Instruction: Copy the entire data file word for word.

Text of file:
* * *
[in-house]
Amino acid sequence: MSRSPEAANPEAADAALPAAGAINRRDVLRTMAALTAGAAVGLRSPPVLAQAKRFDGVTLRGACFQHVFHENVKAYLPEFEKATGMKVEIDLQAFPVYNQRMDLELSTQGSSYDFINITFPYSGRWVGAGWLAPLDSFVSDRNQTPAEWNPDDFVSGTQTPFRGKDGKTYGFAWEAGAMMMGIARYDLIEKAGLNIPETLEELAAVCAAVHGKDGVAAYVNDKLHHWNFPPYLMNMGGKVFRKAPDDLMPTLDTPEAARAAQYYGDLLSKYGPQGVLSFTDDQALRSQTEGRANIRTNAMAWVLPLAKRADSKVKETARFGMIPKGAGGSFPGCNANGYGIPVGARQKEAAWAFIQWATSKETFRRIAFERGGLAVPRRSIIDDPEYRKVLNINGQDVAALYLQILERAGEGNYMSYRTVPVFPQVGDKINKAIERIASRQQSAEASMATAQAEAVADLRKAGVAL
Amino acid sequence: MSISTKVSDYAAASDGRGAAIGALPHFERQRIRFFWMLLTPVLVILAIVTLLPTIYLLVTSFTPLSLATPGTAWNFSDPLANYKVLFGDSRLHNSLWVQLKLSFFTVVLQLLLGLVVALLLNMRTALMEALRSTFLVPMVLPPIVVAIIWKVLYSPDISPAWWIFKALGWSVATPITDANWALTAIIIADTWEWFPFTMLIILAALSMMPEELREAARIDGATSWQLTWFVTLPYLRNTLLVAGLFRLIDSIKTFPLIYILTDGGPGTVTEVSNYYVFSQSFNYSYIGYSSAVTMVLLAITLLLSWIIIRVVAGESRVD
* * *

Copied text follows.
[in-house]
Amino acid sequence: MSRSPEAANPEAADAALPAAGAINRRDVLRTMAALTAGAAVGLRSPPVLAQAKRFDGVTLRGACFQHVFHENVKAYLPEFEKATGMKVEIDLQAFPVYNQRMDLELSTQGSSYDFINITFPYSGRWVGAGWLAPLDSFVSDRNQTPAEWNPDDFVSGTQTPFRGKDGKTYGFAWEAGAMMMGIARYDLIEKAGLNIPETLEELAAVCAAVHGKDGVAAYVNDKLHHWNFPPYLMNMGGKVFRKAPDDLMPTLDTPEAARAAQYYGDLLSKYGPQGVLSFTDDQALRSQTEGRANIRTNAMAWVLPLAKRADSKVKETARFGMIPKGAGGSFPGCNANGYGIPVGARQKEAAWAFIQWATSKETFRRIAFERGGLAVPRRSIIDDPEYRKVLNINGQDVAALYLQILERAGEGNYMSYRTVPVFPQVGDKINKAIERIASRQQSAEASMATAQAEAVADLRKAGVAL
Amino acid sequence: MSISTKVSDYAAASDGRGAAIGALPHFERQRIRFFWMLLTPVLVILAIVTLLPTIYLLVTSFTPLSLATPGTAWNFSDPLANYKVLFGDSRLHNSLWVQLKLSFFTVVLQLLLGLVVALLLNMRTALMEALRSTFLVPMVLPPIVVAIIWKVLYSPDISPAWWIFKALGWSVATPITDANWALTAIIIADTWEWFPFTMLIILAALSMMPEELREAARIDGATSWQLTWFVTLPYLRNTLLVAGLFRLIDSIKTFPLIYILTDGGPGTVTEVSNYYVFSQSFNYSYIGYSSAVTMVLLAITLLLSWIIIRVVAGESRVD